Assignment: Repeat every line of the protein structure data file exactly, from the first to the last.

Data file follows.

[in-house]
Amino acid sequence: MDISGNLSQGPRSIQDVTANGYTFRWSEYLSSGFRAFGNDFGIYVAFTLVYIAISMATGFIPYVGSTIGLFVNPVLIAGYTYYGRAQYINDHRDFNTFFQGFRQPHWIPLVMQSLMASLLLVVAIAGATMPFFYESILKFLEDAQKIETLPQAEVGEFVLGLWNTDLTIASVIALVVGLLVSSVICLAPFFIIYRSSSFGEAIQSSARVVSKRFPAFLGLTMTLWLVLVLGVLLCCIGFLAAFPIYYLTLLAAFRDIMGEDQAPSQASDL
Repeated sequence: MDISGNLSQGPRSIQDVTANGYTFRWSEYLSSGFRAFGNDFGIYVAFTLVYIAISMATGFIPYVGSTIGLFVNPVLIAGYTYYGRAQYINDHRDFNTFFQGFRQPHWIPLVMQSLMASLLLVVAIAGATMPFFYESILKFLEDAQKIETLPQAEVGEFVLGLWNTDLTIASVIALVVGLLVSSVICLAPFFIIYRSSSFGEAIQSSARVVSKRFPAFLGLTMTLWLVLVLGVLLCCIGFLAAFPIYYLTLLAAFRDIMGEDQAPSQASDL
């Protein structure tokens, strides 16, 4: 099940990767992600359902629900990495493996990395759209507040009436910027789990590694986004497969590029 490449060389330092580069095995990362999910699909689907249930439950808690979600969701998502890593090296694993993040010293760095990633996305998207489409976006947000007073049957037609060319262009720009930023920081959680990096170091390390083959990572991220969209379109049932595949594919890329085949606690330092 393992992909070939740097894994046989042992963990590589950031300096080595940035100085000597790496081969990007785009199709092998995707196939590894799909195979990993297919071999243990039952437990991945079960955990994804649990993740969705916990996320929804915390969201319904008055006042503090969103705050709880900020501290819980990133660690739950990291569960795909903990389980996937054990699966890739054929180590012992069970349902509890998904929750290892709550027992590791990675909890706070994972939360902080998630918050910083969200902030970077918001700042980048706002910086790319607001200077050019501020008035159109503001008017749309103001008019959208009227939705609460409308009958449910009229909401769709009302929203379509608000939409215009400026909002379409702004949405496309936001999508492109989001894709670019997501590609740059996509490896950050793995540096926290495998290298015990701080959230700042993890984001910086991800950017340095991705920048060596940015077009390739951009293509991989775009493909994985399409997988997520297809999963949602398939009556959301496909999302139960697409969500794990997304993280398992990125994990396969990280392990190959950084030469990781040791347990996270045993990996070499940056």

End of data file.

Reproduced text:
[in-house]
Amino acid sequence: MDISGNLSQGPRSIQDVTANGYTFRWSEYLSSGFRAFGNDFGIYVAFTLVYIAISMATGFIPYVGSTIGLFVNPVLIAGYTYYGRAQYINDHRDFNTFFQGFRQPHWIPLVMQSLMASLLLVVAIAGATMPFFYESILKFLEDAQKIETLPQAEVGEFVLGLWNTDLTIASVIALVVGLLVSSVICLAPFFIIYRSSSFGEAIQSSARVVSKRFPAFLGLTMTLWLVLVLGVLLCCIGFLAAFPIYYLTLLAAFRDIMGEDQAPSQASDL
Repeated sequence: MDISGNLSQGPRSIQDVTANGYTFRWSEYLSSGFRAFGNDFGIYVAFTLVYIAISMATGFIPYVGSTIGLFVNPVLIAGYTYYGRAQYINDHRDFNTFFQGFRQPHWIPLVMQSLMASLLLVVAIAGATMPFFYESILKFLEDAQKIETLPQAEVGEFVLGLWNTDLTIASVIALVVGLLVSSVICLAPFFIIYRSSSFGEAIQSSARVVSKRFPAFLGLTMTLWLVLVLGVLLCCIGFLAAFPIYYLTLLAAFRDIMGEDQAPSQASDL
């Protein structure tokens, strides 16, 4: 099940990767992600359902629900990495493996990395759209507040009436910027789990590694986004497969590029 490449060389330092580069095995990362999910699909689907249930439950808690979600969701998502890593090296694993993040010293760095990633996305998207489409976006947000007073049957037609060319262009720009930023920081959680990096170091390390083959990572991220969209379109049932595949594919890329085949606690330092 393992992909070939740097894994046989042992963990590589950031300096080595940035100085000597790496081969990007785009199709092998995707196939590894799909195979990993297919071999243990039952437990991945079960955990994804649990993740969705916990996320929804915390969201319904008055006042503090969103705050709880900020501290819980990133660690739950990291569960795909903990389980996937054990699966890739054929180590012992069970349902509890998904929750290892709550027992590791990675909890706070994972939360902080998630918050910083969200902030970077918001700042980048706002910086790319607001200077050019501020008035159109503001008017749309103001008019959208009227939705609460409308009958449910009229909401769709009302929203379509608000939409215009400026909002379409702004949405496309936001999508492109989001894709670019997501590609740059996509490896950050793995540096926290495998290298015990701080959230700042993890984001910086991800950017340095991705920048060596940015077009390739951009293509991989775009493909994985399409997988997520297809999963949602398939009556959301496909999302139960697409969500794990997304993280398992990125994990396969990280392990190959950084030469990781040791347990996270045993990996070499940056």